our constitutional history, the fundamental law of our land mandated the State to ". . . guarantee the rights of all workers to self-organization, collective bargaining and negotiations, and peaceful concerted activities, including the right to strike in accordance with law." 12 This constitutional imprimatur given to the right to strike constitutes signal victory for labor. Our Constitutions of 1935 and 1973 did not accord constitutional status to the right to strike. Even the liberal US Federal Constitution did not elevate the right to strike to a constitutional level. With a constitutional matrix, enactment of a law implementing the right to strike was an inevitability. RA 6715 came into being on March 21, 1989, an intentional replication of RA 875. 13 In light of the genesis of the right to strike, it ought to be obvious that the right should be read with a libertarian latitude in favor of labor. In the wise words of Father Joaquin G. Bernas, S.J., a distinguished commissioner of the 1987 Constitutional Commission " . . . the constitutional recognition of the right to strike does serve as a reminder that injunctions, should be reduced to the barest minimum". 14
In the case at bar, the records will show that the respondent NLRC failed to comply with the letter and spirit of Article 218 (e), (4) and (5) of the Labor Code in issuing its Order of May 5, 1992. Article 218 (e) of the Labor Code provides both the procedural and substantive requirements which must strictly be complied with before a temporary or permanent injunction can issue in a labor dispute, viz.:
Art. 218. Powers of the Commission. — The Commission shall have the power and authority:
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(e) To enjoin or restrain any actual or threatened commission of any or all prohibited or unlawful acts or to require the performance of a particular act in any labor dispute which, if not restrained or performed forthwith, may cause grave or irreparable damage to any party or render ineffectual any decision in favor of such party: Provided, That no temporary or permanent injunction in any case involving or growing out of a labor dispute as defined in this Code shall be issued except after hearing the testimony of witnesses, with opportunity for cross-examination, in support of the allegations of a complaint made under oath, and testimony in opposition thereto, if offered, and only after a finding of fact by the commission, to the effect:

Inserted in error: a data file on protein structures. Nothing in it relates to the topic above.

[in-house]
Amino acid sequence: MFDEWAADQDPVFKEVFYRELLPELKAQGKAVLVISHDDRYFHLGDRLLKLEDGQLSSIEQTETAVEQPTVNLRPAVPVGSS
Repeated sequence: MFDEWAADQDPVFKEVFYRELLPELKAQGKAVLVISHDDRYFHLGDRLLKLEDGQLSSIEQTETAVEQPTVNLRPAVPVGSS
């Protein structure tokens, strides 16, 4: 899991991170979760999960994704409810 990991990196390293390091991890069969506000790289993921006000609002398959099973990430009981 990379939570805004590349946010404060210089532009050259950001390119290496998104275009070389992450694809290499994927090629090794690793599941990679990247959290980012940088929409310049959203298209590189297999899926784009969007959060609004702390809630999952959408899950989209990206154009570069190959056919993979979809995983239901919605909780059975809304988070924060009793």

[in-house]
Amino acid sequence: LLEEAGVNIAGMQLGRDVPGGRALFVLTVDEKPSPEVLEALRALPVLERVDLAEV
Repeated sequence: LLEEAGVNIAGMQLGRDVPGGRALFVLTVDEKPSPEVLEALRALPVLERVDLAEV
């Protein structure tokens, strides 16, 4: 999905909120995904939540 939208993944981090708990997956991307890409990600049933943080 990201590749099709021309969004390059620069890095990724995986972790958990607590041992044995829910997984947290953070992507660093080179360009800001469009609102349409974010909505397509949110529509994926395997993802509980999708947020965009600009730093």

(1) That prohibited or unlawful acts have been threatened and will be committed and will be continued unless restrained but no injunction or temporary restraining order shall be issued on account of any threat, prohibited or unlawful act, except against the person or persons, association or organization making the threat or committing the prohibited or unlawful act or actually authorizing or ratifying the same after actual knowledge thereof;
(2) That substantial and irreparable injury to complainants property will follow;
(3) That as to each item of relief to be granted, greater injury will be inflicted upon complainant by the denial of relief than will be inflicted upon defendants by the granting of relief;
(4) That complainant has no adequate remedy at law; and
(5) That the public officers charged with the duty to protect complainants property are unable or unwilling to furnish adequate protection.
Such hearing shall be held after due and personal notice thereof has been served, in such manner as the Commission shall direct, to all known persons against whom relief is sought, and also to the Chief Executive and other public officials of the province or city within which the unlawful have been threatened or committed charged with the duty to protect complainant's property: . . . (Emphasis ours)
In his Comment, the Solicitor General cited various evidence on record showing the failure of public respondents to fulfill the requirements, especially of paragraphs four (4) and five (5) of the above cited law. We quote with approval the pertinent portions of the Comment:
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It must be noted that to support the claim of threats, intimidation, unlawful and prohibited acts, etc. allegedly committed by the union against the non-striking employees, the company even submitted a joint affidavit signed by Joselito Concepcion, Renato Trambulo and Armando Arcos. Said affidavit reads —
We ARMANDO ARCOS, CESAR NAVARRO and RENATO TRAMBULO residents of Dasmariñas, Cavite and JOSELITO CONCEPCION of Binangonan, Rizal all of legal age, Filipino after having been sworn hereby depose and say:
That we are contract worker (sic) of CAC under Engr. Mercado;
That last April 20, 1992 at around 8:00 a.m. we were denied entry at the Longos Plant by striking workers particularly Ramon Banas, Ricardo Manalang, Rodrigo Manalang, Rodrigo Lauihon and Ernesto Lascona;
That the abovenamed persons stopped us at the gate of Longos Plant, told us to get off the bus, and in threatening manner told us to leave and vacate the premises otherwise something bad will happen to us;
That because of this unlawful, illegal and felonious acts of the said persons we were compelled to do something against our will that is to leave without being able to report for work;
That the abovenamed person and the herein complainants are residents of barangays in different cities and municipalities hence the matter is not covered by PD 1508;
That we are executing this affidavit to charge Ramon Banas, Ricardo Manalang, Rodrigo Lauihon and Ernesto Lascana with Grave Coercion. (Exh. "I", p. 896, Records) (Emphasis Supplied).